Red Rosa

Red Rosa is a graphic biography of the Polish-Jewish Marxist theorist, feminist, philosopher, economist, anti-war activist, and revolutionary socialist, Rosa Luxemburg (Róża Luksemburg in Polish), written and drawn by the cartoonist Kate Evans.

It tells the story of Luxemburg’s life from her birth in 1871 (hey, that was the year of the Paris Commune!), her prodigious childhood (by age ten she could write and speak Polish, Russian, Hebrew and German!), her teenage involvement with the Polish Proletariat Party (founded in 1882, it predated the Russian parties by 20 years! She helped organise a general strike aged 15!) and her subsequent flight to Switzerland (published her doctoral thesis!), all before getting into the real meat of her time in Germany (she married her mate’s son to get citizenship! Then had a love affair with a different mate’s son!) in the build up to and aftermath of the German Revolution.

Along the way we are given insights into the key political works written by Rosa: her principle book  The Accumulation of Capital (describing how capitalism leads to imperialism, extrapolated through a perceived error in Marx’s Das Kapital); her thoughts on Dialectic of Spontaneity and Organisation (different symbiotic elements of the same political process – with spontaneous acts of class struggle developing into something bigger: organisation is not the result of political theory but the product of working class struggle); and her criticism of the October Revolution in Russia (the Bolsheviks made some strategic errors that threatened its future). Though prolific in her public speaking, activism and articles Luxemburg wasn’t renowned for publishing books in her lifetime, but there is still plenty of revolutionary thought to sink our teeth into.

Evans guides the reader through the deep waters of Luxemburg’s rigorous political discourse with a deft hand, keeping us interested by creatively using household items such as spoons and kettles, the outdoors and dandelions, classroom lessons, cats (communist cat memes, is that a thing yet?) and a literal rich tapestry of the historical causes leading to the 1905 Russian uprising, sewn by our heroine (can you get one of those quilts for your bed? #want).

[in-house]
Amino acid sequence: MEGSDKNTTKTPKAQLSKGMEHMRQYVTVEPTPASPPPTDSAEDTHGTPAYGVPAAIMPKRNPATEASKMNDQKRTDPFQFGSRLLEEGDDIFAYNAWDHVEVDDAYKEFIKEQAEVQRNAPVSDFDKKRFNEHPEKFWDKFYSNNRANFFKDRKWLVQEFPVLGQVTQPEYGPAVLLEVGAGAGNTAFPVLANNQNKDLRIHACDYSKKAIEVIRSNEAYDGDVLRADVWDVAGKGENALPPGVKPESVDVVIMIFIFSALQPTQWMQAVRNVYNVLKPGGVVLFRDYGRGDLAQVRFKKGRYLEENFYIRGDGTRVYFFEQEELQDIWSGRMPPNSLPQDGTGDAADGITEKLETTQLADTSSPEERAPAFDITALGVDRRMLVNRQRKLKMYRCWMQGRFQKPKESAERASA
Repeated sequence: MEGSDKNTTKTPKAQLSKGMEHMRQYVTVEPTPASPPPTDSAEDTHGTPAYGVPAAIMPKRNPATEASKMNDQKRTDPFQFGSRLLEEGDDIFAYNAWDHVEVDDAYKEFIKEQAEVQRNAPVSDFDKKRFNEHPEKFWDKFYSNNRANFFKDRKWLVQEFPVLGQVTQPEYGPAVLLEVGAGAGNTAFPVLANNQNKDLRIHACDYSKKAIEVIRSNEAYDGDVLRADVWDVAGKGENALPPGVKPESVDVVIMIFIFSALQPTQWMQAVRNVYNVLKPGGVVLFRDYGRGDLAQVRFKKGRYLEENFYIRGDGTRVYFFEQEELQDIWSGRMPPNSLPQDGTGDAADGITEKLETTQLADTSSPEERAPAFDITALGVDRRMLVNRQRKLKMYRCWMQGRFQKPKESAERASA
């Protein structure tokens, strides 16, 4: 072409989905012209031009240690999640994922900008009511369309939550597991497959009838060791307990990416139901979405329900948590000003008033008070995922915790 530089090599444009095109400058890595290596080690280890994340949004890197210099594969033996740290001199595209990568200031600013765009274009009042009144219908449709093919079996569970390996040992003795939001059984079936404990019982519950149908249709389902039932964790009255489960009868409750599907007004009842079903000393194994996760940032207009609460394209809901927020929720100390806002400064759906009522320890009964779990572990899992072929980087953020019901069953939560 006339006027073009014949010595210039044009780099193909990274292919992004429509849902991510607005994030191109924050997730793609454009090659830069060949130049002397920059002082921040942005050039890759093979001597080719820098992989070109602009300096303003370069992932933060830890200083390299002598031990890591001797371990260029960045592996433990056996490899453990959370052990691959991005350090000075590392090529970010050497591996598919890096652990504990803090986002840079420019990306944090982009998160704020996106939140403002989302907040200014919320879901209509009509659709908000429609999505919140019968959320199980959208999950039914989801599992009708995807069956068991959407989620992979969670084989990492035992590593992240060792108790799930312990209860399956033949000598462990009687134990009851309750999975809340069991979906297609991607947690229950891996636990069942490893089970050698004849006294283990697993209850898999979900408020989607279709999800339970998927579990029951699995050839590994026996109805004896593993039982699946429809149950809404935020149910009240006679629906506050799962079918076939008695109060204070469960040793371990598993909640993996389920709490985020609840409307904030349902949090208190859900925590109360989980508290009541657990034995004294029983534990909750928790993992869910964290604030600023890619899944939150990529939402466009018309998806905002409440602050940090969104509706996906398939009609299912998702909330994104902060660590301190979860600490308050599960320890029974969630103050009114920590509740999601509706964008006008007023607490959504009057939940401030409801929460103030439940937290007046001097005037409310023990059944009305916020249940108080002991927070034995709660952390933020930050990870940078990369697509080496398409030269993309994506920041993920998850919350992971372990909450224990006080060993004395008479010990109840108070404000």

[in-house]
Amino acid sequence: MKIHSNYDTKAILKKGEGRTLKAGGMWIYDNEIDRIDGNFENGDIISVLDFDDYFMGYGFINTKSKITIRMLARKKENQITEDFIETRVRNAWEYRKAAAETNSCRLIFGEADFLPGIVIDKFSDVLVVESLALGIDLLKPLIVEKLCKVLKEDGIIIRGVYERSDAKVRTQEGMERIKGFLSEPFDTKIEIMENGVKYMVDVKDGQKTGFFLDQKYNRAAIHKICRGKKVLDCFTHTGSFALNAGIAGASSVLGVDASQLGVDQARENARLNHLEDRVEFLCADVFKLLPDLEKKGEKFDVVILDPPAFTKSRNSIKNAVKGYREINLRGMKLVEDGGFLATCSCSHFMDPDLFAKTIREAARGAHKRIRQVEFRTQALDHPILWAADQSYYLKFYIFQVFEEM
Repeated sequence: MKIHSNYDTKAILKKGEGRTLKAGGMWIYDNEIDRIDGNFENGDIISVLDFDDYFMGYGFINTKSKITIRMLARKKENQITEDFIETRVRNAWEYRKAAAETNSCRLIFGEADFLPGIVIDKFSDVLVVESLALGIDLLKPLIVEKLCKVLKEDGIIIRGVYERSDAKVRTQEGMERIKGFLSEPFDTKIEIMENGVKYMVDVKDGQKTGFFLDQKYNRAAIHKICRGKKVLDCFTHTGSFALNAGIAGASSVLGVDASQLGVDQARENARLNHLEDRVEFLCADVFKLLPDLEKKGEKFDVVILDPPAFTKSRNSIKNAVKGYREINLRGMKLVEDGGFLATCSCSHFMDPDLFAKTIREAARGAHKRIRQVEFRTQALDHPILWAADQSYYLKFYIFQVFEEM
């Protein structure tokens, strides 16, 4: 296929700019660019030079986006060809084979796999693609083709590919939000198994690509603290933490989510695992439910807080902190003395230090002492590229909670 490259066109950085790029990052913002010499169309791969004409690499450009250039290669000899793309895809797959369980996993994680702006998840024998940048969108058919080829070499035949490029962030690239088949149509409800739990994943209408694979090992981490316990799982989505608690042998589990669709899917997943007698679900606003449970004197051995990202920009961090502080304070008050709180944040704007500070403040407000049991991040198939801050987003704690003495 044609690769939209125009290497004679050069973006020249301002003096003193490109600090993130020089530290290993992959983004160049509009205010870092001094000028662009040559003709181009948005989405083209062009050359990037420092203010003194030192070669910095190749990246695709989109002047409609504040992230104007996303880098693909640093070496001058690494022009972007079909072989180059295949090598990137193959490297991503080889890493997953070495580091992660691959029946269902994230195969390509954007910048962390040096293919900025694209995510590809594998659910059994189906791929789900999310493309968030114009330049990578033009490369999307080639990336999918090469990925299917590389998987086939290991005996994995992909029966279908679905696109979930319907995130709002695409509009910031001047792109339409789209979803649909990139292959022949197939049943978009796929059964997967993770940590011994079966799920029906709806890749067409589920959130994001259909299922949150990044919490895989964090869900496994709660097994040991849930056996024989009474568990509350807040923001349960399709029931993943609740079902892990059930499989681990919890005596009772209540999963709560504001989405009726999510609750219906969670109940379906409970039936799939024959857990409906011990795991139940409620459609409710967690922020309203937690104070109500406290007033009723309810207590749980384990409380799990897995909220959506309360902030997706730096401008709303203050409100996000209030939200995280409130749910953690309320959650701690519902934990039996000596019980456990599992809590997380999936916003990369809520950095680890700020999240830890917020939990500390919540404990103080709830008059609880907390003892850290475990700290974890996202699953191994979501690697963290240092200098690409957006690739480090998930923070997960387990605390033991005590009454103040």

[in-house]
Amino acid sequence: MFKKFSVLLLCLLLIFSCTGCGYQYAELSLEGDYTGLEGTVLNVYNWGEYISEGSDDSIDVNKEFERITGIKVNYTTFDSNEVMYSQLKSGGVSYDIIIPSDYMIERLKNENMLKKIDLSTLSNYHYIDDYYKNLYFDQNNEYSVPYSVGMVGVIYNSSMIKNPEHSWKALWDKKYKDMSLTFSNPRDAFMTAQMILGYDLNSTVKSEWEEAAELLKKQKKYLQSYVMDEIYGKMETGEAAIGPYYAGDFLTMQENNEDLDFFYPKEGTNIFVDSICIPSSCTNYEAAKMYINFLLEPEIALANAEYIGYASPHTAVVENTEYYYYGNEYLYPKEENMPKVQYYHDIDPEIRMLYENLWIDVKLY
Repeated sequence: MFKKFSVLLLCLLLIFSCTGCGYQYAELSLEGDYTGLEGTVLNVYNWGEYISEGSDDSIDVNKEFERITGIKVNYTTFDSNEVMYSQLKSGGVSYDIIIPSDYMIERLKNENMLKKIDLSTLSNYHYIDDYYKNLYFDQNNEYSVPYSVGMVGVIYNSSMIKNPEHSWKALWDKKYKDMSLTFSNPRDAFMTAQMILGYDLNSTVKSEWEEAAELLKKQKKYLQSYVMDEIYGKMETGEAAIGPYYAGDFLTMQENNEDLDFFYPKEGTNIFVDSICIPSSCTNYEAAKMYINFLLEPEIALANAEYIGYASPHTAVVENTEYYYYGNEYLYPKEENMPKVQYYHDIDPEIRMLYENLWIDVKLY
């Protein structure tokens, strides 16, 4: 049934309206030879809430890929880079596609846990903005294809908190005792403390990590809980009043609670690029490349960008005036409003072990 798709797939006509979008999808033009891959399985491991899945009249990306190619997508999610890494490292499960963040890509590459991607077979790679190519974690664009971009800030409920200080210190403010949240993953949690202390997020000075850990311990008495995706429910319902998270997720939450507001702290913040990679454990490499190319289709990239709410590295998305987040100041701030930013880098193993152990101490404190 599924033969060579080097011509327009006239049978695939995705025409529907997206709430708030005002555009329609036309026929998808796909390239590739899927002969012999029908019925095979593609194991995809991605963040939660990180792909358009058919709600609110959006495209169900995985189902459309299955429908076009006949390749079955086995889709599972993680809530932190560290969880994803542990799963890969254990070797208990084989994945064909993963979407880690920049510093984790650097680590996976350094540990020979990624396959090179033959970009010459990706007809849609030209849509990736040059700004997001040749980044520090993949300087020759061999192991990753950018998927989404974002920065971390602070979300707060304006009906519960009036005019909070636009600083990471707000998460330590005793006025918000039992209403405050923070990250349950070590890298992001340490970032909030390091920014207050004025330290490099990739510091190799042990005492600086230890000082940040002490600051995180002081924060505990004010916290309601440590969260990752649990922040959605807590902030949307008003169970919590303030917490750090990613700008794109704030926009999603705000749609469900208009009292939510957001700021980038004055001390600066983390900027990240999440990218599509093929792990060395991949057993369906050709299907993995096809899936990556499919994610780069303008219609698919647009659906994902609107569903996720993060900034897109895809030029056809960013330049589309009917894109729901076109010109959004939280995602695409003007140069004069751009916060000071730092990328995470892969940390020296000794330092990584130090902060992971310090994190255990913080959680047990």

The development of Rosa’s thought and increased radicalisation is explored through her rise in the hard left of the Social Democratic Party (SPD), her subsequent challenging of reformism and joining the Independent Social Democratic Party (USPD), and ultimately forming the German Communist Party (KPD). For the more advanced readers querying how her life and writings can be condensed so succinctly into comic form, there are a substantial thirty-four pages of notes detailing every artistic choice and deviation from strict ‘reality’.

All this action is to say nothing of an equally eventful personal life that runs throughout the story, charting Rosa’s mobility problems, her loves and losses, imprisonment, poetry and, it must be said, a rather healthy sex life.

“She’s the person to whom I would apply the epithet indomitable, actually, because she seems to have an ability to completely ignore anything that should be holding her back, you know, she’s got a severe disability, she’s a woman, she’s a refugee, she’s Jewish, she’s facing multiple handicaps and she simply just doesn’t engage with that.”
– Kate Evans